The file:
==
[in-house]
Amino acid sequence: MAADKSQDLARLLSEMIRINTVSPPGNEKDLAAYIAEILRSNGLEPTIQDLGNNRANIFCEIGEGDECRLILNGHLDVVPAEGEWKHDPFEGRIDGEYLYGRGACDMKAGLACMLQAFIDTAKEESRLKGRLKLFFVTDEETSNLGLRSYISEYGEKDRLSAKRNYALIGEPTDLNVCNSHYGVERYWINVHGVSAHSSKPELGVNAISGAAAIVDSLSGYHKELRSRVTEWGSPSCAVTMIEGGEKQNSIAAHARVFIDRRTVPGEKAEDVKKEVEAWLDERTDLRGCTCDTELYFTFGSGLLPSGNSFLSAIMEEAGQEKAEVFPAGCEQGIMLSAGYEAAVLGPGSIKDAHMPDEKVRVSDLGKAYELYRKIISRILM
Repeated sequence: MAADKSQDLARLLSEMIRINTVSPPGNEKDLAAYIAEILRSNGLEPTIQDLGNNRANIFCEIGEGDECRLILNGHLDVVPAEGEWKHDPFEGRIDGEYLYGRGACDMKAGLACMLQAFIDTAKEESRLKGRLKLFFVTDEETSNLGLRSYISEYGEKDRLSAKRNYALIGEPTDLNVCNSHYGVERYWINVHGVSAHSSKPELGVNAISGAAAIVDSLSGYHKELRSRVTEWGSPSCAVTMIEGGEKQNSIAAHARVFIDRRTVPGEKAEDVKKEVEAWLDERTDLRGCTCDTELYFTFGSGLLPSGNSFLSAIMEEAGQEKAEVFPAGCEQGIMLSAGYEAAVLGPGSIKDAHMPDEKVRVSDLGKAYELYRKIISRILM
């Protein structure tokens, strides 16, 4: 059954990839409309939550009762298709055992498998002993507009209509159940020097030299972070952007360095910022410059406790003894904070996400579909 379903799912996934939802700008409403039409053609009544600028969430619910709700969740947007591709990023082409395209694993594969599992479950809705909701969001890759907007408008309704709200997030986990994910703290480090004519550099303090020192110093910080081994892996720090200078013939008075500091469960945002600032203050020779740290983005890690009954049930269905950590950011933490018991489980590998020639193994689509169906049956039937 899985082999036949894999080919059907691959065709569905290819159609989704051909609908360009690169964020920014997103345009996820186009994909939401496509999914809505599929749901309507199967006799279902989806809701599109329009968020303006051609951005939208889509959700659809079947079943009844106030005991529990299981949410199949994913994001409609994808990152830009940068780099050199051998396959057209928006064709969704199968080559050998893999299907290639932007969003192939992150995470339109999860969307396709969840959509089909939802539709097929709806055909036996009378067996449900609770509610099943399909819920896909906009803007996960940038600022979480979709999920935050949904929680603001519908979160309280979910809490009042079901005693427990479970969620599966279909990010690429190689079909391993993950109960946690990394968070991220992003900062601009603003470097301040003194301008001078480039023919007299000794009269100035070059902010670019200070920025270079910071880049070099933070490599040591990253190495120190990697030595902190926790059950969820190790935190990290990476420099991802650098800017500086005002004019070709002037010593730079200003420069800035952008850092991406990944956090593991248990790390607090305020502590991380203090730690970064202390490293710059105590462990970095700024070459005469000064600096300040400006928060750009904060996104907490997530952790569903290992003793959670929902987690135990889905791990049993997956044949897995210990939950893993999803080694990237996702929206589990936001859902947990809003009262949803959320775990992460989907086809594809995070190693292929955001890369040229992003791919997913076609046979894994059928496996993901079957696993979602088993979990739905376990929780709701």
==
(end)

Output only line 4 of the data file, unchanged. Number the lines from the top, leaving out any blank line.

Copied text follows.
């Protein structure tokens, strides 16, 4: 059954990839409309939550009762298709055992498998002993507009209509159940020097030299972070952007360095910022410059406790003894904070996400579909 379903799912996934939802700008409403039409053609009544600028969430619910709700969740947007591709990023082409395209694993594969599992479950809705909701969001890759907007408008309704709200997030986990994910703290480090004519550099303090020192110093910080081994892996720090200078013939008075500091469960945002600032203050020779740290983005890690009954049930269905950590950011933490018991489980590998020639193994689509169906049956039937 899985082999036949894999080919059907691959065709569905290819159609989704051909609908360009690169964020920014997103345009996820186009994909939401496509999914809505599929749901309507199967006799279902989806809701599109329009968020303006051609951005939208889509959700659809079947079943009844106030005991529990299981949410199949994913994001409609994808990152830009940068780099050199051998396959057209928006064709969704199968080559050998893999299907290639932007969003192939992150995470339109999860969307396709969840959509089909939802539709097929709806055909036996009378067996449900609770509610099943399909819920896909906009803007996960940038600022979480979709999920935050949904929680603001519908979160309280979910809490009042079901005693427990479970969620599966279909990010690429190689079909391993993950109960946690990394968070991220992003900062601009603003470097301040003194301008001078480039023919007299000794009269100035070059902010670019200070920025270079910071880049070099933070490599040591990253190495120190990697030595902190926790059950969820190790935190990290990476420099991802650098800017500086005002004019070709002037010593730079200003420069800035952008850092991406990944956090593991248990790390607090305020502590991380203090730690970064202390490293710059105590462990970095700024070459005469000064600096300040400006928060750009904060996104907490997530952790569903290992003793959670929902987690135990889905791990049993997956044949897995210990939950893993999803080694990237996702929206589990936001859902947990809003009262949803959320775990992460989907086809594809995070190693292929955001890369040229992003791919997913076609046979894994059928496996993901079957696993979602088993979990739905376990929780709701």